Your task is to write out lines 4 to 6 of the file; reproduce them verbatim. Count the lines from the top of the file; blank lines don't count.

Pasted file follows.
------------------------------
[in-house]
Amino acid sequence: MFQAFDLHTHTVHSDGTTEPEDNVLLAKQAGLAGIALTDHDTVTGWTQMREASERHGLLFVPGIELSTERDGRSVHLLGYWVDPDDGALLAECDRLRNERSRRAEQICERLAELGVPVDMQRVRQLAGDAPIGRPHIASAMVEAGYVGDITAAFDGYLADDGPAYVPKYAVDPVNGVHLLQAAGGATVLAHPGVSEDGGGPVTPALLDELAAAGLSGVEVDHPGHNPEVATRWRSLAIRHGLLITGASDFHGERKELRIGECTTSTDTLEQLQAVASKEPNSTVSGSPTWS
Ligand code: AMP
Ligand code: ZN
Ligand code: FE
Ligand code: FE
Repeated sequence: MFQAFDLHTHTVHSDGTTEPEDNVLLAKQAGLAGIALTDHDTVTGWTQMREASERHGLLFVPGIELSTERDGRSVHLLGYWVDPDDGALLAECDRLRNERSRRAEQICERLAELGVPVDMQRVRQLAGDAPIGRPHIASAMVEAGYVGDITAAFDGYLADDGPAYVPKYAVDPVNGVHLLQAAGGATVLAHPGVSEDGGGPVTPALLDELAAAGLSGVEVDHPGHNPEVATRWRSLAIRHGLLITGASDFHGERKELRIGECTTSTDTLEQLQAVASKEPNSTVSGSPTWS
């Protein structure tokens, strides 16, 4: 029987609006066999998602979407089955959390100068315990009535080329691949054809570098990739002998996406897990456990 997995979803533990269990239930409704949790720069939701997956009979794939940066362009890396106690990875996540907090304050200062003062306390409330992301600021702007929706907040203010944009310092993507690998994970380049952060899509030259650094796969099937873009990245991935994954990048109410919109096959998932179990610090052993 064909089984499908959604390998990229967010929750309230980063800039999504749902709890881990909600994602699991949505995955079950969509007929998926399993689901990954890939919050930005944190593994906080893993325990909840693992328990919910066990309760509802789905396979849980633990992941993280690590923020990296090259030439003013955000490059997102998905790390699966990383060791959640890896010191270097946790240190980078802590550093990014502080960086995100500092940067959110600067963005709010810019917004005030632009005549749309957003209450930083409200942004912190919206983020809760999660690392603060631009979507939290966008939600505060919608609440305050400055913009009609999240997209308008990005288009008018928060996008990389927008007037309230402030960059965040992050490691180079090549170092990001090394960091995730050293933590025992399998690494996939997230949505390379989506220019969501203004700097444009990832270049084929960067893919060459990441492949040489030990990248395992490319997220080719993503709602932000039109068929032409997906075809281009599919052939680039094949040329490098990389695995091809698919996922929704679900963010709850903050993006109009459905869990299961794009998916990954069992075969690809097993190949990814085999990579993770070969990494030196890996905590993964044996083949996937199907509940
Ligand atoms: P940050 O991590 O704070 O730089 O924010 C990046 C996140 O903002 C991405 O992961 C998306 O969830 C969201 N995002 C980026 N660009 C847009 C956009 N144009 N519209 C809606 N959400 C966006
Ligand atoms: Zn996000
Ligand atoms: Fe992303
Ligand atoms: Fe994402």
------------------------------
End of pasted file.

Ligand code: ZN
Ligand code: FE
Ligand code: FE